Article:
Less than a month before Israel begins pulling out of Gaza, almost every major issue about the territory's future remains undecided. What will happen to the settlers' houses and greenhouses? Who will control the Gaza-Egypt border crossing? How will Gazans export goods, and will they be able to reopen their airport?
Palestinian officials are desperate to resolve these issues and show their people they are taking a decisive role in this historic event. But Israel, which holds most of the cards, remains ambivalent: hoping to negotiate a smooth withdrawal while not being drawn into too many commitments.
Coordinating the pullout is considered so crucial to Gaza's future success -- and that of subsequent Mideast peace efforts -- that international mediators, including Secretary of State Condoleezza Rice, have been working to push the two sides into agreement.
"The Palestinians need answers from the Israelis, and the Israelis need answers from the Palestinians," Rice said during a trip here that ended Saturday.
Neither side wants a post-pullout Gaza to explode in chaos, plunge deeper into poverty or fall under the control of the Islamic Hamas group. And they have met regularly to coordinate efforts to prevent Palestinian militants from attacking soldiers and settlers during the pullout, which would invite an Israeli response.
"We both have the same interests in (a quiet) withdrawal," said Tawfiq Abu Khoussa, a spokesman for the Palestinian Interior Ministry.
But their interests diverge on other issues, and a recent wave of violence further postponed efforts to resolve them. Palestinian Interior Minister Nasser Yousef met Israeli Defense Minister Shaul Mofaz on Sunday, the first high-level meeting since an Islamic Jihad suicide bombing July 12 killed five Israelis in the town of Netanya.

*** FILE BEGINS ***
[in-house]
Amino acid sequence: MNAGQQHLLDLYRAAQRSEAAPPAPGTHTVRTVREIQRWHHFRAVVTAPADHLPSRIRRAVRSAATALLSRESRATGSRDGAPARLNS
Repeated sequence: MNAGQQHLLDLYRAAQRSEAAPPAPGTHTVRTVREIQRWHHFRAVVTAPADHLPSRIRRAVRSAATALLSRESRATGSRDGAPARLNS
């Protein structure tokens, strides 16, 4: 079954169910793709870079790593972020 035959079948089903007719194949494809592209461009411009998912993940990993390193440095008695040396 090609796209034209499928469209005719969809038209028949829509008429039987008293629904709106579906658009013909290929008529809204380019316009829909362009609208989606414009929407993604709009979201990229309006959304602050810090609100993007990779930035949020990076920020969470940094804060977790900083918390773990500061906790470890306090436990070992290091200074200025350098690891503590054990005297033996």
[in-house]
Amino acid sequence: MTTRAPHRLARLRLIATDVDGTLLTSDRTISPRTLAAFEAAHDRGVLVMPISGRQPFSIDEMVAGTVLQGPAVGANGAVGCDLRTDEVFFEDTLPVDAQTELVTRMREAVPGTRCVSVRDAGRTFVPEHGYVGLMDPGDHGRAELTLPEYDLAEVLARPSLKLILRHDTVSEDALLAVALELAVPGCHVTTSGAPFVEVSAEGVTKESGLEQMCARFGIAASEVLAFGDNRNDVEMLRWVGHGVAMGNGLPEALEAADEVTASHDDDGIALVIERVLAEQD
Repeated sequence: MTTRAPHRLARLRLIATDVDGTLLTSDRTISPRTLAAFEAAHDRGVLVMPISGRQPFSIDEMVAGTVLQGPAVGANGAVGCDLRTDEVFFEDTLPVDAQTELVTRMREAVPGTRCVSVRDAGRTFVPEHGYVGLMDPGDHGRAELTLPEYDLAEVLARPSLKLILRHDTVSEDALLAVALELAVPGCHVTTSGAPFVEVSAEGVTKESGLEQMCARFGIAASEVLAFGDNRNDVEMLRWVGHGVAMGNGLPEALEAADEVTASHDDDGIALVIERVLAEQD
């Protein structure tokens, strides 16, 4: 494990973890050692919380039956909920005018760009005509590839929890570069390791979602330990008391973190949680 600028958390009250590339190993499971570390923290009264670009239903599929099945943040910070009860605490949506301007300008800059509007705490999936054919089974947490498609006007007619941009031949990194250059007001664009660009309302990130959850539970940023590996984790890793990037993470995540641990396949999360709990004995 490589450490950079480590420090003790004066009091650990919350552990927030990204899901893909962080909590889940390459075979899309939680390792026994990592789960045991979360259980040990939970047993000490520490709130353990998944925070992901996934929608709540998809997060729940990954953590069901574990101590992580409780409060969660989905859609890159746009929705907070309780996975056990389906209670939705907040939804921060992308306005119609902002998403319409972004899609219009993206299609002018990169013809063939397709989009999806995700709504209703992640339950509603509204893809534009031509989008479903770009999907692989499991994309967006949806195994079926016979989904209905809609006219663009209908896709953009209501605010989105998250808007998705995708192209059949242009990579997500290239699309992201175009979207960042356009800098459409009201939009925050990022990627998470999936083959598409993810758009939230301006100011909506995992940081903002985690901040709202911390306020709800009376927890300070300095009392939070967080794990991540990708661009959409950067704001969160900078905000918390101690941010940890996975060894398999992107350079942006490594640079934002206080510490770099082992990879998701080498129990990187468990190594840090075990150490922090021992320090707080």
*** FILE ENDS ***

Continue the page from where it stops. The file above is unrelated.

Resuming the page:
"We want to coordinate as much as we can to save trouble and save time," Israeli Vice Premier Shimon Peres told The Associated Press on Sunday. "But we are not desperate."
The Palestinians are growing increasingly frustrated and concerned that Israel is only interested in preventing attacks during the pullout and is not committed to resolving the other issues, which are of great concern to them.
"We are 23 days away from the evacuation, and they still don't know what they want," said Diana Buttu, a legal adviser to the PLO who has participated in many of the coordination meetings.
One of the hurdles is that the pullout was designed as a unilateral move.
When Israeli Prime Minister Ariel Sharon unveiled it a year and a half ago, Palestinian leader Yasser Arafat was still alive and the two sides were mired in unrelenting violence. Arafat's replacement, Mahmoud Abbas, is seen as a more acceptable partner, and Sharon decided to coordinate the pullout with him.
But there is also strong international pressure, including from the United States, for Israel to help make a Palestinian-ruled Gaza a success, and Israel has no interest in watching its neighbor turn into a desperately poor terror haven.
Abbas is hoping a coordinated pullout will boost his domestic standing and justify his policy of negotiating with Israel. Hamas, the strongest challenge to Abbas, claims its attacks are driving Israel out.
There has been some movement. Israel has told the Palestinians they may start building a seaport, a project that will take several years. However, Israel balks at reopening the Palestinian airport, which would only take a few months.
Israel fears militants could smuggle arms over the border or through the ports.
Israel appears likely to allow the Palestinians to shuttle trucks and buses between Gaza and the West Bank and to consider allowing either a rail link or a sunken road to be built as a more permanent connection between the two, separated by about 25 miles of Israeli territory.
But other issues remain undecided. Most pressing is what will happen to the settlers' greenhouses and the rubble from their homes after the pullout. Israel wants the rubble to stay in Gaza or be buried in Egypt, but the Egyptians and Palestinians have expressed no interest in taking it.
"A lot of this may come together in the coming days, because ultimately both sides have an interest," Peres said to AP.
If one assumes that the two people who gave the interview indeed work for Russian special services, then they acted very unprofessionally and risky
Representatives of the Russian Defence Ministry said that the missile that shot down the passenger Boeing 777 aircraft over the Donbass on July 17, 2014, was manufactured in 1986